Sicily screams summer travel, with its hours and hours of sun, nearly 1,000 miles of coastline along the Tyrrhenian, Mediterranean, and Ionian Seas, groves of plump lemons, and delicious street food to keep you satiated while wandering the sundrenched cities and towns. Chances are you’re more familiar with Sicily’s western side of the island, home to Palermo (Sicily’s largest city and capital). But there’s so much to see, do, taste, and learn about on the eastern coast of Sicily — a place that has enchanted us.
Here you’ll find the active stratovolcano of Mt. Etna, large cities like Catania, and smaller ones like the ancient city of Naxos that has lived a more recent life as a quiet fishing village and is a bustling seaside resort town today. We love this eastern stretch of coastal Sicily and can’t wait to share it with you. Read on to learn why we love Naxos, some Greek mythology surrounding its name, and where you can eat while taking in views of the Ionian Sea.
Need more Sicily inspiration? Don’t forget to check out our guide to Sicilian wine. Now, onto Naxos.
Ancient City of Naxos
Naxos was an ancient city and actually the very first Greek settlement on the island of Sicily. The city dates back to the 700s BC, when the Chalcidians founded it under the leadership of Theocles. It was located about 30 miles north of modern day Catania and only 5 miles south of Taormina, then called Tauromenium. It’s believed some native Naxians (from the Greek island in the Aegean Sea) were involved in its founding and used their homeland’s name as inspiration for their new Sicilian colony. But we’ll get into the mythology of the name later.
Founders of the Sicilian Naxos also created other settlements on the island, including Catana and Leontini. However, the city of Naxos and their leaders were later destroyed in the year 403 by Dionysius I of Syracuse, a major enemy of Naxos, after decades of feuding. Today, only small traces of the ancient Naxos city walls can be found in Sicily, but you can learn even more by visiting the Museum and Archaeological Area of Naxos.
The city’s namesake: a mythic island
The ancient city of Naxos in Sicily takes its name from the Greek island of Naxos, located within the Aegean Sea. This island is deeply rooted in Greek mythology and cited often. Different versions of its mythic history exist, but all point to Zeus. Some accounts cite the island of Naxos as the birthplace of Zeus, king of the Greek gods, while others describe Naxos as the place where Zeus was raised as a boy. Some myth versions say the inhabitants of Naxos named the tallest mountain on the island after Zeus, calling it Mt. Zas. And while some stories say Cyclopes gave Zeus his famous thunderbolt, others describe an eagle, living on the very top of Mt. Zas, as the gifter of Zeus’ thunderbolt. As you can see, the name Naxos is steeped in historical myth, and only adds to the intrigue of Sicily’s early Greek colony.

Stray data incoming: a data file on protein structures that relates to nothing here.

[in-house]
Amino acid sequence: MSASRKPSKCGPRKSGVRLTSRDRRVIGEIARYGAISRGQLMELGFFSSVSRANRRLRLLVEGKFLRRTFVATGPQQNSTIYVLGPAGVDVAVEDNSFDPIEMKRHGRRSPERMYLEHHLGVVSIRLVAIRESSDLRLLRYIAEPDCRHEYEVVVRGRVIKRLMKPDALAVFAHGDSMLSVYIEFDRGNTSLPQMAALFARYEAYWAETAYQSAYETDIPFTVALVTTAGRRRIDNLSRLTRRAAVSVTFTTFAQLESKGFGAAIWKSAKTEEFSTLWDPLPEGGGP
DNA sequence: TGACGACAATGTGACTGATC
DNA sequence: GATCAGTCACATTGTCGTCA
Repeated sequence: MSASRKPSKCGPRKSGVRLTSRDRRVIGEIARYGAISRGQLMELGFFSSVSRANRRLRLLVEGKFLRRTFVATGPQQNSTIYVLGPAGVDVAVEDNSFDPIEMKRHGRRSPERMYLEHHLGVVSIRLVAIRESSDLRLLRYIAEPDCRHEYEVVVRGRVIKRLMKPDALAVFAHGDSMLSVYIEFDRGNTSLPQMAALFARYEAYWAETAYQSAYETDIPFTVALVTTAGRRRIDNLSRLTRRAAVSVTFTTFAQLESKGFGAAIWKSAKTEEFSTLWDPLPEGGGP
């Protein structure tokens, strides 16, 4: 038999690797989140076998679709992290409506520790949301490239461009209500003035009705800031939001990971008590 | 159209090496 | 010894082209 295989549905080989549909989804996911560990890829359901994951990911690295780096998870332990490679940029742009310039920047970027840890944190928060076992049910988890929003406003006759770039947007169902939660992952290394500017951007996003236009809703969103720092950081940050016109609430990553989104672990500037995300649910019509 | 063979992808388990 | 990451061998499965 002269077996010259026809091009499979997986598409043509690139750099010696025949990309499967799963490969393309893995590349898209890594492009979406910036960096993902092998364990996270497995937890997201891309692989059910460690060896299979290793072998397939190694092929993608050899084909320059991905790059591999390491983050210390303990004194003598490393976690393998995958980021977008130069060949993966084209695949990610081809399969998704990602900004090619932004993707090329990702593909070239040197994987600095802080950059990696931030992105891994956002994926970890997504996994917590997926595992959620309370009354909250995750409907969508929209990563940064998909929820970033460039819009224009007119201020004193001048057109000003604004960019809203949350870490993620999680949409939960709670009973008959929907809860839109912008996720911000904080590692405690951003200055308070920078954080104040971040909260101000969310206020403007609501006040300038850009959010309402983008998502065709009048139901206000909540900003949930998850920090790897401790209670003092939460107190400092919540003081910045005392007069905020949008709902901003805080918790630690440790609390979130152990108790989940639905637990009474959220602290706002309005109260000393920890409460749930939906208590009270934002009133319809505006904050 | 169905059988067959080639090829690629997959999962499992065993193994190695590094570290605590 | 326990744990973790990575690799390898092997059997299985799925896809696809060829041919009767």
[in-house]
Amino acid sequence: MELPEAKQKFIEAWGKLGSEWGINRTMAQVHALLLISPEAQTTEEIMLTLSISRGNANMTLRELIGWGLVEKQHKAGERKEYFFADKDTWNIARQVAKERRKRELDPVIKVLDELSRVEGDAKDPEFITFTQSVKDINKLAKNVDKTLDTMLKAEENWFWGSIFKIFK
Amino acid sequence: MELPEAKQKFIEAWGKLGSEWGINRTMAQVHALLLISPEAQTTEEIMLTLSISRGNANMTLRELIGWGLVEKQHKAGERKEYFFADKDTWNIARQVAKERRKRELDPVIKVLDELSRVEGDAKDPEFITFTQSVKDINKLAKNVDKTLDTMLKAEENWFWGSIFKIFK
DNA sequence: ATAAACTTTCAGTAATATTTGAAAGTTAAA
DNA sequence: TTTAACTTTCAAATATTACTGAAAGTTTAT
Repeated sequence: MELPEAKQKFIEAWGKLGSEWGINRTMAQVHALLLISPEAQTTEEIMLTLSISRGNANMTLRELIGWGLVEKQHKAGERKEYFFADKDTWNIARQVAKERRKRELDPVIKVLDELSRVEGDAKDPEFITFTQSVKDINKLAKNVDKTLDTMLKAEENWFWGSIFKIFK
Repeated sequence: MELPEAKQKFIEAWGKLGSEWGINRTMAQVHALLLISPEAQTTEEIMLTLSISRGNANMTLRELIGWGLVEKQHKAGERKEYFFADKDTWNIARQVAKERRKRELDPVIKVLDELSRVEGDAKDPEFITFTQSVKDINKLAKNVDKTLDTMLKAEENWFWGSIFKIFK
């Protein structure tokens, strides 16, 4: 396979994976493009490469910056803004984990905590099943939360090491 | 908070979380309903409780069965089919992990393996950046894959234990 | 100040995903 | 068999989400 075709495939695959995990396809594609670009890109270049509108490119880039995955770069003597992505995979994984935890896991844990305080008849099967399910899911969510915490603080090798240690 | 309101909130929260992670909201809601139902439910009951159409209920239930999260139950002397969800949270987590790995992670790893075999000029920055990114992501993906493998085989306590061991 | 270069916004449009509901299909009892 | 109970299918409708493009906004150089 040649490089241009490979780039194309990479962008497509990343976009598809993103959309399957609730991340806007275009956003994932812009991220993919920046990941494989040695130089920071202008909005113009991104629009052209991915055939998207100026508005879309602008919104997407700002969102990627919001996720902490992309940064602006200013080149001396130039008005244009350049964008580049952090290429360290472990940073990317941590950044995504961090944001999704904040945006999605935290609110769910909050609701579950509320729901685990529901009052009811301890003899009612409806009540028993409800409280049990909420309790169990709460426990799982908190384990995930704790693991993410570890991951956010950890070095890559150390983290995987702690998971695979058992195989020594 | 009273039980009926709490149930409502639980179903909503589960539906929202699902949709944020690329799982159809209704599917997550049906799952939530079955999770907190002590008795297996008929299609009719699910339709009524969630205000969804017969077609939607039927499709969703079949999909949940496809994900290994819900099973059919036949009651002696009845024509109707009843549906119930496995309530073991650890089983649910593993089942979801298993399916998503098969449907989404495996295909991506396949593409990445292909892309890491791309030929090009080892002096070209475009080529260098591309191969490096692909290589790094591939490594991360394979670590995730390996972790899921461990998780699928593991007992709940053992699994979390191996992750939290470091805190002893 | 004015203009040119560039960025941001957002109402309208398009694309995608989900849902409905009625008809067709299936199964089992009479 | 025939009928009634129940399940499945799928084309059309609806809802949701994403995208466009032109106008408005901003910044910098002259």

The modern seaside resort of Giardini Naxos
Today, the town of Giardini Naxos can be found nearly on top of the ancient city of Naxos. Giardini Naxos has a lucky location, situated right on the Ionian Sea with a little bay between Cape Schisò and Cape Taormina. For many decades, Giardini Naxos was a quaint and peaceful fishing village, and while it’s still on the sleepy side, it’s been a seaside resort town since the 1970s. With pristine beaches, pizzerias, local history, and Mt. Etna nearby, it’s no wonder why it’s become an east Sicily travel destination.
Where to eat
For the most delicious fried dish you’ve ever had, head over to the unassuming Al Vicolo Dei Capricci. Here you’ll find the famous arancini — rice balls filled with mozzarella cheese, peas, and tomato sauce, coated in breadcrumbs and deep fried. We also love the local wine bar ‘A Putia, known for their fresh seafood, traditional pizza, and Sicilian wines. To satisfy your sweet tooth, don’t forget about Antica Pasticceria Salamone, a local cafe with amazing cannoli.
What to do and see
A trip to Giardini Naxos would be incomplete without a stop at the Museum and Archaeological Area of Naxos to learn all about the area’s ancient past. Other monuments of note are the gorgeous local church called Chiesa di Santa Maria Raccomandata, the fortress of Castello di Schisò, as well as the Vignazza Tower, which helped protect the bay from pirates.
Other nearby landmarks
One of the advantages of traveling to Giardini Naxos is it’s proximity to so many other amazing Sicialian sites. From visiting other quaint cities and towns, viewing archaeological landmarks, and taking in the natural beauty of the land and sea, plan on having some full days. Here are some of our favorite spots in the area.
The famous Sicilian active stratovolcano of Mt. Etna can certainly lend you some grand views. Even when its erupting, expert guides can take you on tours. Helicopter rides are another option for seeing this giant in action. And don’t forget to explore the local wineries such as Planeta Winery which grows Nerello and Carricante vines on Mt. Etna’s northern slope.
With a population of just over 10,000, Taormina is small while still being full of amazing culture, history, and restaurants. This pretty hilltop town is close to plenty of beaches, but its most famous destination is the Teatro Antico di Taormina. Believed to be built by the Greeks, the ancient theater was later renovated by the Romans, and today, holds an international film, theater, and art festival called Taormina Arte.
If you think you’ll love Giardini Naxos, we think you’ll enjoy Riposto too. Just 15 miles to the south, Riposto is another seaside town with an important history. The name of the town comes from the Italian word for “storage” or “ripostiglio,” because Riposto was such an important importing and exporting location. The Riposto waterfront was historically dominated by warehouses full of wine and other Sicilian products, ready to be shipped to other parts of the world.